In October of 1921, O’Higgins married Brigid Cole, a teacher he had met during his travels, and asked O’Connor to be his best man. Naturally O’Connor accepted and he was given two golden guinneas by O’Higgins as a souvenir from his wedding day. It was at that wedding, however, that one of the most famous pictures that relate to the Irish Civil War was taken. A picture of O’Higgins, flanked by future president Eamon de Valera on one side, and his best man, Rory O’Connor on the other, alongside his bride sitting in front was taken. In that picture, you can see the bond between the three men and the happiness they had for one another. You can see a team, ready to work together and bring to the people of their nation a free Ireland. Unfortunately, everything from there on out went downhill and it is that picture that is a testament to the friendships that were broken during the Civil War.
It is not surprise that reason why there was a dispute between the two friends, was because of the Anglo-Irish Treaty, a treaty that separated the north of Ireland from the south.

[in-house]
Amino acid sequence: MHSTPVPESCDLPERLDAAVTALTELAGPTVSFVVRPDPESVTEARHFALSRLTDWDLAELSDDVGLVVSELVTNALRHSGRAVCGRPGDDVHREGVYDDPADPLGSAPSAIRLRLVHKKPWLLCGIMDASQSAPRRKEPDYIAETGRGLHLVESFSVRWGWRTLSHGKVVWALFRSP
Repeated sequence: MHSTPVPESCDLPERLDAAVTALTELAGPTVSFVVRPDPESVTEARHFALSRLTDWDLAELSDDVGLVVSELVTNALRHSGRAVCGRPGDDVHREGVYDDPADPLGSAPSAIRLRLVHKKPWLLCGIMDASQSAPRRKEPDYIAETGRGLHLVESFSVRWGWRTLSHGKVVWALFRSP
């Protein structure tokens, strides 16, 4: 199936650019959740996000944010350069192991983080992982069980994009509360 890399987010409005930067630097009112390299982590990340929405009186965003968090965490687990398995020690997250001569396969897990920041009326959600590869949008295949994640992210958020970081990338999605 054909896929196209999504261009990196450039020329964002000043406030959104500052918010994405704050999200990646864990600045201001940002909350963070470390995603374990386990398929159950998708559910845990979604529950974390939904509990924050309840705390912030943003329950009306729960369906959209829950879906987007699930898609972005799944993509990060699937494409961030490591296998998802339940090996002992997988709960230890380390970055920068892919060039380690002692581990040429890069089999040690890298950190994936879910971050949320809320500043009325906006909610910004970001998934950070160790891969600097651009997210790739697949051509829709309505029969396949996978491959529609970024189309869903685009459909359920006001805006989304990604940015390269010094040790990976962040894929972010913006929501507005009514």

Like Eamon de Valera, Rory O’Connor was against the treaty as he believed that stopping on the way to total freedom would, in the end, never allow them to see a whole independent Ireland. However, like Michael Collins, Kevin O’Higgins believed in the treaty and saw it as a stepping stone to freedom.
Due to the vast difference of opinions, Rory O’Connor and Kevin O’Higgins friendship slowly crumbled away. In July of 1922, with pressure from the British, O’Connor made the decision as the IRA’s Chairman of the Military Council, to shell the Four Courts, the nerve centre of the Irish legal system. After two days of fighting, during which many people were killed, the wounded Rory O’Connor surrendered to the British. It was the shelling of the Courts organised by O’Connor, that essentially ignited the Irish Civil War.
During the time Rory O’Connor was working with the anti-treaty side, Kevin O’Higgins station rose and he became Minister of Justice. I imagine that when he got the job as Minister he was delighted, however he had no idea that on the 7th of December 1922, he would have to sign the death warrant of 4 anti-treaty men, one from each providence as a way of sending a message of zero tolerance all around the country. The condemned men were Liam Mellowes for Connaught, Dick Barrett for Munster, Joe McKelvey for Ulster – and Rory O’Connor for Leinster. At precisely 9 am, all four men were shot dead and were buried in Mountjoy, and it is said that O’Connor had requested the gold guinneas that O’Higgins had gave him only a year before hand to be buried with him regardless of O’Higgins involvement with O’Connor’s execution.